These are delicious! And kid-approved! A seven-year-old and eight-year-old both extolled the flavor, and this is after I told them that these are on the healthy side as far as snacks go. I popped one in my mouth and savored the notes of poppy seed (from the chia seeds?) mixed in with the sweet/tart zing of the dried fruit and mellow nuttiness of the pistachios and almonds. Increasingly I’m preferring brown rice syrup as a sweetener because it’s not as cloying.

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My food processor didn’t like blending the dates, syrup, chia seeds and flax seeds though. An ear-splitting grating noise exploded the first couple of seconds, then it slowly and painstakingly churned the mixture into a semi-smooth mush.

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That was the only hiccup, however, and these are so easy to make — my favorite kind of recipe. I’m piling a bunch in containers to keep in the fridge (they’re supposed to last a couple of weeks chilled). Now I’m ready for the afternoon slump!

 

Pancakes: Banana Oat vs. Chocolate Chip

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K made an unusual pronouncement on Sunday that threw me for a loop. “I want something different for breakfast, Mommy,” she said. For the past five years, I’ve been serving up buckwheat pancakes every Sunday. It’s like clockwork: wake up, brush my teeth, make pancakes.

Turns out that my routine girl didn’t want to deviate too much from the ritual. She just wanted different pancakes, so we thought it might be fun to each make our own version. K created a chocolate chip concoction and I investigated our cupboards and pantry for ingredients that might work. I found a bag of oat flour and some super ripe bananas, and hazily remembered pinning a banana pancake recipe, but my gargantuan board proved to be too much work to sift through and the search function wasn’t too helpful, so I googled “Banana Oat Pancakes” instead (must address the Pinterest issue). Voila! I had all the ingredients, and though I forgot to include the cinnamon and nutmeg, these were delectable!

My pancakes were fluffy and virtually sugar-free:

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Her pancakes were a sweet tooth’s dream and more like crepes:

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Guess which one she preferred?

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“Here, Mommy, you’ve gotta try these. My recipe is awesome.”

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And you know what? She was right. She made the batter entirely by herself, so I have no idea what she put in there, but they’re soft and airy and marvelous.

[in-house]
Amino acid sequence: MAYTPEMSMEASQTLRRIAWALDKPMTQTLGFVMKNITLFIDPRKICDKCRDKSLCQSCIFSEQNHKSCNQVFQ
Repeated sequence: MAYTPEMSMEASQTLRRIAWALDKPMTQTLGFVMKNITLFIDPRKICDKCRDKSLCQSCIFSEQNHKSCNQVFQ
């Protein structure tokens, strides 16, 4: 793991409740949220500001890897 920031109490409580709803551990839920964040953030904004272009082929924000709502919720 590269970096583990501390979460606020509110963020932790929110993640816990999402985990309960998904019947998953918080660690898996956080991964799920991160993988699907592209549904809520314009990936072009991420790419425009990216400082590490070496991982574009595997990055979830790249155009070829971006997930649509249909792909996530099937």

Of course, I was partial to my own, much healthier version. Okay, I did drizzle a teensy bit of extra maple syrup on my tower of (mini!) oat pancakes, but these are fairly guilt-free as far as pancakes go:

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Oh! I completely forgot that today is April Fool’s!! May your day be filled with gentle pranks that make you chuckle.

 

 

Avocado Chocolate Cookies

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I keep a loose sort of blog schedule — every Friday, I list out potential post ideas for the following week and most of the time, I don’t follow the schedule at all because I’m always way too unrealistic and wait to create my post the day before. I’m pretty much a fly-by-the-seat-of-your-pants kind of gal. On rare occasions, I will list the same topic over and over, carrying it through several weeks without making it happen even though it’s completely doable. These avocado chocolate cookies are an example of that.

I’ve been wanting to make these cookies for months. I love avocados. I love cookies. I especially love healthier options for sweets. I have all the ingredients for this recipe at all times (avocados, coconut sugar, egg, cocoa, chocolate chunks, baking soda and water). Seemed like a sure winner, yet I couldn’t muster the energy to make them.

Part of it was because I knew it would be yet another challenging photography project. Here’s what I mean:

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I tried all sorts of things to make them look less cow-pat-esque, but what can I say?

Just as I thought, the recipe was so quick and easy, and within half an hour, I had 18 cookies cooling on my rack. Having had success with avocado chocolate frosting before, I assumed I would adore these. They’re not bad, but some tweaks are in order. I wasn’t sure how much 50grams of chocolate chips would be (I don’t have a scale) so I tossed in a 1/2 cup. Should have added more. Also, my avocados weren’t totally ripe, and this was an issue. There’s a distinct guacamole aftertaste, which, for an avocado aficionado, isn’t such a problem, but it’s definitely weird in a cookie. So super ripe avocados are necessary.